Originally published in the Journal Inquirer Tuesday, July 15, 2014
By Kristen J. Tsetsi
It’s easy to feel like a third wheel when in the exam room with a cat and Dr. Letrisa Miller, identified on her website as a recognized authority on feline medicine and surgery and owner of Connecticut Feline Medicine and Surgery, which celebrated a two-year anniversary July 3.
Once the exam room door closes, the principal communication is not between the practice’s sole doctor and the human who brought the cat to the clinic, but between doctor and patient—or, doctor and cat.
The human companion, either sitting on a wide waiting bench or standing at a window with a view of the intersection of Deming and Avery Streets in Manchester, Conn., will notice that one of Miller’s introductory gestures when meeting a new cat is a brief series of slow blinks.
“She’s extremely knowledgeable about behavior and the ways of the cat, and she can kind of speak to them in their language,” said technician Jodie Voigt, who along with the clinic’s three veterinary assistants insists Miller had to have been a cat in a previous life. “Like doing blinks. Even just doing that can make all the difference with a cat that’s really afraid, because you’re telling them, ‘I’m not going to eat you. I’m here as your friend.’”
That a cat would fear being eaten can seem strange because we tend to think of them as predators, as neighborhood mouse and bird and chipmunk killers. But Miller said they’re actually prey animals, subject to raptor, dog, coyote, fox, and human attacks (“Anything that’s big and eats meat,” Miller said), which is why many don’t respond well to being confined by hugs, even if they will tolerate them from people they trust. It’s also why they’re often masters at masking—or at the very least, not announcing—discomfort or pain.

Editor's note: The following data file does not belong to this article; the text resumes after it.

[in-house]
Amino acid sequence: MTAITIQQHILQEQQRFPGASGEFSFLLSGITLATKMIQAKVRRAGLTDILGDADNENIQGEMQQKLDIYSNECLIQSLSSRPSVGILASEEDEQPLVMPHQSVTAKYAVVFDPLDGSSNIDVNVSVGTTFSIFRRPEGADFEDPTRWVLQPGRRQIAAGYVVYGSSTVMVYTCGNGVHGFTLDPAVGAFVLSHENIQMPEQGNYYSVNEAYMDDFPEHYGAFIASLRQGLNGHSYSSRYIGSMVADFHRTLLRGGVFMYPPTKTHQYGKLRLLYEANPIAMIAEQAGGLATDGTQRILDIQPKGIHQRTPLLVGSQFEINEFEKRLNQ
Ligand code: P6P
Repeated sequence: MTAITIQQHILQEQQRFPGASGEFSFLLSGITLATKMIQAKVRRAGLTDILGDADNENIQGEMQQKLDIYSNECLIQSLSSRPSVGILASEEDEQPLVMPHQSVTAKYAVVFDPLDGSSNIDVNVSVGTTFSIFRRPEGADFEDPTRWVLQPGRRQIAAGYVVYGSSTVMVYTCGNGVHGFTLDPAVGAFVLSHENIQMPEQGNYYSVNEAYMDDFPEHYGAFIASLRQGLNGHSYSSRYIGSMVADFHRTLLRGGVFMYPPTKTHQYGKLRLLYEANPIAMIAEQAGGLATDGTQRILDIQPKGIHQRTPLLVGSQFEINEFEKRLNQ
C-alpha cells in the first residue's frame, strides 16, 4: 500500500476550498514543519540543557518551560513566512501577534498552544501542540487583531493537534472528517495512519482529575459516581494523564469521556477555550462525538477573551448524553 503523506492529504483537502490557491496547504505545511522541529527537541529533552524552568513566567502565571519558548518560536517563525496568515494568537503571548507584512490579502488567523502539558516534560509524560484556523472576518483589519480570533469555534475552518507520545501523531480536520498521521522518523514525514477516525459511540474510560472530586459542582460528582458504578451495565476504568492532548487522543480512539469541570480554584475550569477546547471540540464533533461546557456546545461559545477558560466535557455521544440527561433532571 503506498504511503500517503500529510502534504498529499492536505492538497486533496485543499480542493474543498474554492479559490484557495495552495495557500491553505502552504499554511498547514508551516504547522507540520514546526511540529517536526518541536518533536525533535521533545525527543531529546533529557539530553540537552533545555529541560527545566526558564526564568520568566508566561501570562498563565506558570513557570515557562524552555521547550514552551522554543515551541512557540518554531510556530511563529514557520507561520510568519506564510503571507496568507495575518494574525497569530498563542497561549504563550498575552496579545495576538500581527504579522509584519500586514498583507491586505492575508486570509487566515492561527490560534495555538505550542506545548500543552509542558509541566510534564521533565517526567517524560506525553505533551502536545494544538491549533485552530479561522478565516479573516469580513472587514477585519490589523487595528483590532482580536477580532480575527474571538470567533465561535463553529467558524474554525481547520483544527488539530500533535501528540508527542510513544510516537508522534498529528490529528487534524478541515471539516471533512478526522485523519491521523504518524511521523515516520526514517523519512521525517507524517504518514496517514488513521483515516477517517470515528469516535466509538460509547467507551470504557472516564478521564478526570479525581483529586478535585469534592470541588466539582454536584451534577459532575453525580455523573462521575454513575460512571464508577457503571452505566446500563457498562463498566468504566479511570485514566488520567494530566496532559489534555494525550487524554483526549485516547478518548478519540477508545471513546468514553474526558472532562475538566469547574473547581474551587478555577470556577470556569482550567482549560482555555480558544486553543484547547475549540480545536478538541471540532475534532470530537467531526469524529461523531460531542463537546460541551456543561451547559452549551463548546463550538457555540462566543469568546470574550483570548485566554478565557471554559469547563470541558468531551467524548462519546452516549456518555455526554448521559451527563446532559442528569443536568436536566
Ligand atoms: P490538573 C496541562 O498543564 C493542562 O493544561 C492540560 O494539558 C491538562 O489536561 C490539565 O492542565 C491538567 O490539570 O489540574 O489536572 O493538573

Cats’ instinctive behavior to hide what’s wrong makes them that much more interesting to Miller, who owned a feline-only practice in Oklahoma for ten years before moving to Connecticut.
“I like a challenge, and I really like solving mysteries. Cats pretend everything is OK, so you have to be very good at reading subtle signs,” she said.
You also have to be interested enough to want to learn to read the signs. It’s a quality Miller has that makes her work well with her patients, but it’s one few animal doctors possess, which has made finding help a challenge.
Miller said that when she began working with cats, there was little in the books pertaining specifically to feline medicine, which even neglected to acknowledge that cats can have food allergies. So she’s used her training as a scientist to help animals for whom comparatively little research has been done. Feline medicine, Miller said, is still far behind K-9 and equine medicine, and even trails behind bovine medicine.
Her continuing study, of which 20 hours a year are required and the additional 50 she strives for are voluntary, has made hers a go-to clinic for people whose cats aren’t improving after visits to standard veterinary hospitals. In fact, much of the clinic’s early business after opening in July 2012 came from people in desperate need of second or third opinions.